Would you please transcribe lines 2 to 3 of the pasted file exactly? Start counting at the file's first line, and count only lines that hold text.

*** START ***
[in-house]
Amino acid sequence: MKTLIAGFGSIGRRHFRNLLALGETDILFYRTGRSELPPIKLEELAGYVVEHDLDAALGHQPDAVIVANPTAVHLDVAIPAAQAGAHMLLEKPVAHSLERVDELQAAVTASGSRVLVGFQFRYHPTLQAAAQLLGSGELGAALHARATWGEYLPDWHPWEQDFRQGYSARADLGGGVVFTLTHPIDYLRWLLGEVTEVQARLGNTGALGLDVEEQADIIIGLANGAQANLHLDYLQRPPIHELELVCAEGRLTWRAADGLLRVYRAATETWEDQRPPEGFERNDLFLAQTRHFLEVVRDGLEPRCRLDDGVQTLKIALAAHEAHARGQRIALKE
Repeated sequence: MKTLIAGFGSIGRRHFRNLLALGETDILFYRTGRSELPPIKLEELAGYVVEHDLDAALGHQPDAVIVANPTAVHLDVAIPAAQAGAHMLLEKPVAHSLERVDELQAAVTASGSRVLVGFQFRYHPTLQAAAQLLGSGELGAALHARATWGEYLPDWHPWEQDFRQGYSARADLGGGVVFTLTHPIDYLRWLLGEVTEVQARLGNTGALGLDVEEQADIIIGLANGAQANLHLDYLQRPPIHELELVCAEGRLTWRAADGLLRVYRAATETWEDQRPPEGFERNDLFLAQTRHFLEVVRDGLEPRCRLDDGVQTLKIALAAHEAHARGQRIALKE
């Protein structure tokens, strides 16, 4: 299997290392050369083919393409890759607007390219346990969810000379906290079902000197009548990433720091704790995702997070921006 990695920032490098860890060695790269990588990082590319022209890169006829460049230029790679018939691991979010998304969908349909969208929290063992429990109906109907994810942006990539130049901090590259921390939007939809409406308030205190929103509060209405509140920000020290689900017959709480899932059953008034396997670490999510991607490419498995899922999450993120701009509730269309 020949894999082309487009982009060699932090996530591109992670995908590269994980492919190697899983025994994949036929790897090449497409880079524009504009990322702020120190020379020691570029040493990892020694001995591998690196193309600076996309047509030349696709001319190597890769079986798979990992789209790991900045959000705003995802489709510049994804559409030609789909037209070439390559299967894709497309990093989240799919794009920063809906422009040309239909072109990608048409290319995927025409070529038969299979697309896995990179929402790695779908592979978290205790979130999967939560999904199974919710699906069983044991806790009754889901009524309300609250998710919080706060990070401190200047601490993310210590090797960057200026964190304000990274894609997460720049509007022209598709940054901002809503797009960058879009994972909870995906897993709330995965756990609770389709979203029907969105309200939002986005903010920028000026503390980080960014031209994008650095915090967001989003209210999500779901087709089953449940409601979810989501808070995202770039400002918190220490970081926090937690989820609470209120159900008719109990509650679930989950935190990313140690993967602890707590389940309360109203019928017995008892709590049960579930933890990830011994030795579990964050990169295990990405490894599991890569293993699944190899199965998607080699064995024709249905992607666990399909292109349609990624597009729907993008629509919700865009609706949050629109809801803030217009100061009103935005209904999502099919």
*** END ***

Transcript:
Amino acid sequence: MKTLIAGFGSIGRRHFRNLLALGETDILFYRTGRSELPPIKLEELAGYVVEHDLDAALGHQPDAVIVANPTAVHLDVAIPAAQAGAHMLLEKPVAHSLERVDELQAAVTASGSRVLVGFQFRYHPTLQAAAQLLGSGELGAALHARATWGEYLPDWHPWEQDFRQGYSARADLGGGVVFTLTHPIDYLRWLLGEVTEVQARLGNTGALGLDVEEQADIIIGLANGAQANLHLDYLQRPPIHELELVCAEGRLTWRAADGLLRVYRAATETWEDQRPPEGFERNDLFLAQTRHFLEVVRDGLEPRCRLDDGVQTLKIALAAHEAHARGQRIALKE
Repeated sequence: MKTLIAGFGSIGRRHFRNLLALGETDILFYRTGRSELPPIKLEELAGYVVEHDLDAALGHQPDAVIVANPTAVHLDVAIPAAQAGAHMLLEKPVAHSLERVDELQAAVTASGSRVLVGFQFRYHPTLQAAAQLLGSGELGAALHARATWGEYLPDWHPWEQDFRQGYSARADLGGGVVFTLTHPIDYLRWLLGEVTEVQARLGNTGALGLDVEEQADIIIGLANGAQANLHLDYLQRPPIHELELVCAEGRLTWRAADGLLRVYRAATETWEDQRPPEGFERNDLFLAQTRHFLEVVRDGLEPRCRLDDGVQTLKIALAAHEAHARGQRIALKE